From there we went into the party and watched Snoop tear down the house. The behavior of the patrons was what’d you’d expect at a Playboy gathering (we’ll leave it at that). Plenty of A-list sports media faces were there having a good time (again, we’ll leave it at that). And a handful of players –including Steelers left tackle Max Starks, who, remember, is on IR – were reveling in it all.

By the time it ended and we got back to the Media Center, it was 2:00 a.m. Poor Josh Katzowitz was sitting in the empty media workroom waiting for us. We had told him we’d be back no later than 9:30.

For more NFL news, rumors and analysis, follow @cbssportsnfl on Twitter and subscribe to our RSS Feed.

Posted on: December 30, 2010 4:26 pm
 

NFL Key Matchup Wk 17: Seahawks O vs. Rams D

Posted by Andy Benoit

This week’s Key Matchup looks at two teams that most people know very little about. We don’t have a choice, really – the NFL stuck by its word and put the game with the most significant playoff implications in primetime Sunday night. Thus, America is getting introduced to the 2010 Rams and the 2010 Seahawks this week. Combined, these teams have as many wins as the 2010 Patriots.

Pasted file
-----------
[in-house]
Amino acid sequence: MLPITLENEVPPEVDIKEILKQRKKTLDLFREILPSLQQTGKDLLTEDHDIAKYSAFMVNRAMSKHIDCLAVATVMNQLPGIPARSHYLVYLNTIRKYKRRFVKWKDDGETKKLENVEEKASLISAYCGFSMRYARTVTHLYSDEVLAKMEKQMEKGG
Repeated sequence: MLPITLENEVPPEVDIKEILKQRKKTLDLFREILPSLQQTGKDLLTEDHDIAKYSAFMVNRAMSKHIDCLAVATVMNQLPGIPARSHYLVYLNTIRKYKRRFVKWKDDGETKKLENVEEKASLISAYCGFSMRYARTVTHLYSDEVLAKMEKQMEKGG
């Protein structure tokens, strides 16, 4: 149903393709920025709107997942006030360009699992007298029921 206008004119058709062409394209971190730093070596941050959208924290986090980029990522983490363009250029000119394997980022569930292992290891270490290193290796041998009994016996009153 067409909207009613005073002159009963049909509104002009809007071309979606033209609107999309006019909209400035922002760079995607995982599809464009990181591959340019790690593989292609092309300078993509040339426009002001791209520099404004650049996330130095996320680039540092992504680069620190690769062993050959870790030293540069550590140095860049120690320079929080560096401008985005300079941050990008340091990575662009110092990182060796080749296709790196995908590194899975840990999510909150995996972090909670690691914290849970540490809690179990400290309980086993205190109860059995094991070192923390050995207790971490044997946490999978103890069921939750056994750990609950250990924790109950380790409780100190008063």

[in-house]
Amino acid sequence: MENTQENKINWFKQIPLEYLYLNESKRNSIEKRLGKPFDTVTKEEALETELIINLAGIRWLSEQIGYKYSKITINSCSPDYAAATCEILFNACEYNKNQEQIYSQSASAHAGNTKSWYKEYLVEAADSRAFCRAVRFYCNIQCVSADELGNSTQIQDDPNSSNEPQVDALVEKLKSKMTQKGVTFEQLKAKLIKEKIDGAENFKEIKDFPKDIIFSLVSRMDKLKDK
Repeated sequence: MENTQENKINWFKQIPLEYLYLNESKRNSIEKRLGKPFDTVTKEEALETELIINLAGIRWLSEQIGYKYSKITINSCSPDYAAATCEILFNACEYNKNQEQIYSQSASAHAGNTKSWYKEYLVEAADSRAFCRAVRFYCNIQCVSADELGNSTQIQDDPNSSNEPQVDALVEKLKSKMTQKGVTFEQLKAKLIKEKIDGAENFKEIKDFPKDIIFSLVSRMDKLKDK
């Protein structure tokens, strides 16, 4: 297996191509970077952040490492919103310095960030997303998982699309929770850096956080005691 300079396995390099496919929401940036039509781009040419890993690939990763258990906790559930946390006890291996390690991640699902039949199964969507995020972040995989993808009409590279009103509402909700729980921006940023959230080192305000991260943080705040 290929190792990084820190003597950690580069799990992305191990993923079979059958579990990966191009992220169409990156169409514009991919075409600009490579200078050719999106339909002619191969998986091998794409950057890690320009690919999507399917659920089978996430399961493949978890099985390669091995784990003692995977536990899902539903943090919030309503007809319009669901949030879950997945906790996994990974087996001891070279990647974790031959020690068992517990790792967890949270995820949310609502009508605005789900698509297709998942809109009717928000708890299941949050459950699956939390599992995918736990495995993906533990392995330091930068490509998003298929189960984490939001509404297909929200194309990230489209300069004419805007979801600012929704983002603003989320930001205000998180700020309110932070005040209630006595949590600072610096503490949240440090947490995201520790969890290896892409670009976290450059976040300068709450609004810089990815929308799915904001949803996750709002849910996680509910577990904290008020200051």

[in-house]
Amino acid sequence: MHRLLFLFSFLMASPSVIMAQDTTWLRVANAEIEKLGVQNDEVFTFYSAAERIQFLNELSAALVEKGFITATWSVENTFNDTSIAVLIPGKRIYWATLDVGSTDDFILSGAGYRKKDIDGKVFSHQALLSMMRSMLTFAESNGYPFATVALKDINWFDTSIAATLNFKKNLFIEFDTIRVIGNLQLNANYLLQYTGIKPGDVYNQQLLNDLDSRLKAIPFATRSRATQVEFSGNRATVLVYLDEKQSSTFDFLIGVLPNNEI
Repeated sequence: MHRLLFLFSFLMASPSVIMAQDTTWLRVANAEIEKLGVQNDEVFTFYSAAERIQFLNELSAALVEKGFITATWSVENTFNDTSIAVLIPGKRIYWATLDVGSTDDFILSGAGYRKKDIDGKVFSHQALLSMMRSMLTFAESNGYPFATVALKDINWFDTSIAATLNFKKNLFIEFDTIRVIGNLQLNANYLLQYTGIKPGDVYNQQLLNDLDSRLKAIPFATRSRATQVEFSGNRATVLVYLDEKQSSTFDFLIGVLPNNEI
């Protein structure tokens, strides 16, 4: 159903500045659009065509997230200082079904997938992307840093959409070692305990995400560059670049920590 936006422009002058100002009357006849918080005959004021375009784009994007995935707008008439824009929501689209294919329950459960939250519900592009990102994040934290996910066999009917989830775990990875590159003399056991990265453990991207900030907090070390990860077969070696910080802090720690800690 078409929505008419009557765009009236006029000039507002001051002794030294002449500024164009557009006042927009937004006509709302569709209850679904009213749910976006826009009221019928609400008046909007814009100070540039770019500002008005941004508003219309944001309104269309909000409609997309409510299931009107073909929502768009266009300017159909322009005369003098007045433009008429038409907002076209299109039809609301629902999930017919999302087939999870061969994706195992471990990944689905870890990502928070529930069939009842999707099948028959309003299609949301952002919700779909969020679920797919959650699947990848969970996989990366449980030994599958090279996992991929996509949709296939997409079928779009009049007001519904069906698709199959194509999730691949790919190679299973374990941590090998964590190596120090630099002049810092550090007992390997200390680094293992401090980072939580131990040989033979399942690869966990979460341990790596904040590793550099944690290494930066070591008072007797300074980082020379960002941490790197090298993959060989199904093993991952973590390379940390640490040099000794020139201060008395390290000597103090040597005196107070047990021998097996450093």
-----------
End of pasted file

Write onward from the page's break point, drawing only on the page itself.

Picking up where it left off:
First thing to know about the Seahawks: they can’t run the ball. Their 85.5 yards per game on the ground ranks dead last in the NFL. Some thought the early season trade for Marshawn Lynch would spearhead the ground game. But those who thought that clearly hadn’t watched Lynch closely the past few years. The former first-round pick is not an explosive breakaway runner, and though he fights through tacklers with tremendous tenacity, he doesn’t have enough power to be considered a thumper. J. Laurinaitis (US Presswire)These limitations aren’t a major issue for an NFL runner, unless that NFL runner lacks vision and patience – which Lynch does.